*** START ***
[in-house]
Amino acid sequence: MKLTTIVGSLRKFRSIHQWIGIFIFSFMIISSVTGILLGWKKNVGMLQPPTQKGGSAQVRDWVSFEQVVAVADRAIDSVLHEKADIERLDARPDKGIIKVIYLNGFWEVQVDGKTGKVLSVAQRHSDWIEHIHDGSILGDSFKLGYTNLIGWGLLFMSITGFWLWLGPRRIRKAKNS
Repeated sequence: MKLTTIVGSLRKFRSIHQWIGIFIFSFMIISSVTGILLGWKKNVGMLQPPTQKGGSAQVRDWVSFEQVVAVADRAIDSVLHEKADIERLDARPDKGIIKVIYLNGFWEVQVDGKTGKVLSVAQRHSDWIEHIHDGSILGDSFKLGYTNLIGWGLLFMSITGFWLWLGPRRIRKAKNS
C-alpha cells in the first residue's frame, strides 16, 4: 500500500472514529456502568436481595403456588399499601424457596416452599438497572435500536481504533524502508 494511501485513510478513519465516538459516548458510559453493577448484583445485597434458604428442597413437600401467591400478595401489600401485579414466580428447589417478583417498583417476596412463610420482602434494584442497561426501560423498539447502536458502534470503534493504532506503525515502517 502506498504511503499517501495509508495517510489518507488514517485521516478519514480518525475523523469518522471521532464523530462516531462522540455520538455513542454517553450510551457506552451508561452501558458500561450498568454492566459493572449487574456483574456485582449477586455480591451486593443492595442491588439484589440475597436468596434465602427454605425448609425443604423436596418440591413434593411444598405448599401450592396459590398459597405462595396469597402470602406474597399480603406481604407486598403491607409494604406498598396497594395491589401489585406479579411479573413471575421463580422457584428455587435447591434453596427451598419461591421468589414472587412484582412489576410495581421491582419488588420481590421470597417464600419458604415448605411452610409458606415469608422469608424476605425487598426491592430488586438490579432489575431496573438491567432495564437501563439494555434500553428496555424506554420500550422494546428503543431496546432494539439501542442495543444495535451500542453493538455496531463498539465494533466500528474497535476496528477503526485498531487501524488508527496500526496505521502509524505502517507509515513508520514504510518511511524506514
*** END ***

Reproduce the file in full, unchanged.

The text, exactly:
[in-house]
Amino acid sequence: MKLTTIVGSLRKFRSIHQWIGIFIFSFMIISSVTGILLGWKKNVGMLQPPTQKGGSAQVRDWVSFEQVVAVADRAIDSVLHEKADIERLDARPDKGIIKVIYLNGFWEVQVDGKTGKVLSVAQRHSDWIEHIHDGSILGDSFKLGYTNLIGWGLLFMSITGFWLWLGPRRIRKAKNS
Repeated sequence: MKLTTIVGSLRKFRSIHQWIGIFIFSFMIISSVTGILLGWKKNVGMLQPPTQKGGSAQVRDWVSFEQVVAVADRAIDSVLHEKADIERLDARPDKGIIKVIYLNGFWEVQVDGKTGKVLSVAQRHSDWIEHIHDGSILGDSFKLGYTNLIGWGLLFMSITGFWLWLGPRRIRKAKNS
C-alpha cells in the first residue's frame, strides 16, 4: 500500500472514529456502568436481595403456588399499601424457596416452599438497572435500536481504533524502508 494511501485513510478513519465516538459516548458510559453493577448484583445485597434458604428442597413437600401467591400478595401489600401485579414466580428447589417478583417498583417476596412463610420482602434494584442497561426501560423498539447502536458502534470503534493504532506503525515502517 502506498504511503499517501495509508495517510489518507488514517485521516478519514480518525475523523469518522471521532464523530462516531462522540455520538455513542454517553450510551457506552451508561452501558458500561450498568454492566459493572449487574456483574456485582449477586455480591451486593443492595442491588439484589440475597436468596434465602427454605425448609425443604423436596418440591413434593411444598405448599401450592396459590398459597405462595396469597402470602406474597399480603406481604407486598403491607409494604406498598396497594395491589401489585406479579411479573413471575421463580422457584428455587435447591434453596427451598419461591421468589414472587412484582412489576410495581421491582419488588420481590421470597417464600419458604415448605411452610409458606415469608422469608424476605425487598426491592430488586438490579432489575431496573438491567432495564437501563439494555434500553428496555424506554420500550422494546428503543431496546432494539439501542442495543444495535451500542453493538455496531463498539465494533466500528474497535476496528477503526485498531487501524488508527496500526496505521502509524505502517507509515513508520514504510518511511524506514